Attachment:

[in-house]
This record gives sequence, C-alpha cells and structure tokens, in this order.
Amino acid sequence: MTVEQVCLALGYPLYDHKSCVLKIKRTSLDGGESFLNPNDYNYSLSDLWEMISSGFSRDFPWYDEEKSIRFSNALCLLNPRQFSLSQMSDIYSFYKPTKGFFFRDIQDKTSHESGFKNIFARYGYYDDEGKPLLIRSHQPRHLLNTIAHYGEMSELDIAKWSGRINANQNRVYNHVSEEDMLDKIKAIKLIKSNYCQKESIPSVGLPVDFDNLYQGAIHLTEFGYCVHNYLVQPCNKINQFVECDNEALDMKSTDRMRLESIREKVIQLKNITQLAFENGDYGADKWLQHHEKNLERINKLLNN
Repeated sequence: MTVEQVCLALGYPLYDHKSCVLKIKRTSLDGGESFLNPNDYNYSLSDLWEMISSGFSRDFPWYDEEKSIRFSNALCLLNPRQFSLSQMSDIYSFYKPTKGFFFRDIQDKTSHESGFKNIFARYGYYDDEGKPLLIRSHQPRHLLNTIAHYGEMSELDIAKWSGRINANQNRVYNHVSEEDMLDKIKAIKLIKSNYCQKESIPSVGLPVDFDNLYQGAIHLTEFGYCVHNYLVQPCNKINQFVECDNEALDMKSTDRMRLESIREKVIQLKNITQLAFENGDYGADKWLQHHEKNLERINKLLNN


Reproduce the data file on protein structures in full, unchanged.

[in-house]
This record gives sequence, C-alpha cells and structure tokens, in this order.
Amino acid sequence: MTVEQVCLALGYPLYDHKSCVLKIKRTSLDGGESFLNPNDYNYSLSDLWEMISSGFSRDFPWYDEEKSIRFSNALCLLNPRQFSLSQMSDIYSFYKPTKGFFFRDIQDKTSHESGFKNIFARYGYYDDEGKPLLIRSHQPRHLLNTIAHYGEMSELDIAKWSGRINANQNRVYNHVSEEDMLDKIKAIKLIKSNYCQKESIPSVGLPVDFDNLYQGAIHLTEFGYCVHNYLVQPCNKINQFVECDNEALDMKSTDRMRLESIREKVIQLKNITQLAFENGDYGADKWLQHHEKNLERINKLLNN
Repeated sequence: MTVEQVCLALGYPLYDHKSCVLKIKRTSLDGGESFLNPNDYNYSLSDLWEMISSGFSRDFPWYDEEKSIRFSNALCLLNPRQFSLSQMSDIYSFYKPTKGFFFRDIQDKTSHESGFKNIFARYGYYDDEGKPLLIRSHQPRHLLNTIAHYGEMSELDIAKWSGRINANQNRVYNHVSEEDMLDKIKAIKLIKSNYCQKESIPSVGLPVDFDNLYQGAIHLTEFGYCVHNYLVQPCNKINQFVECDNEALDMKSTDRMRLESIREKVIQLKNITQLAFENGDYGADKWLQHHEKNLERINKLLNN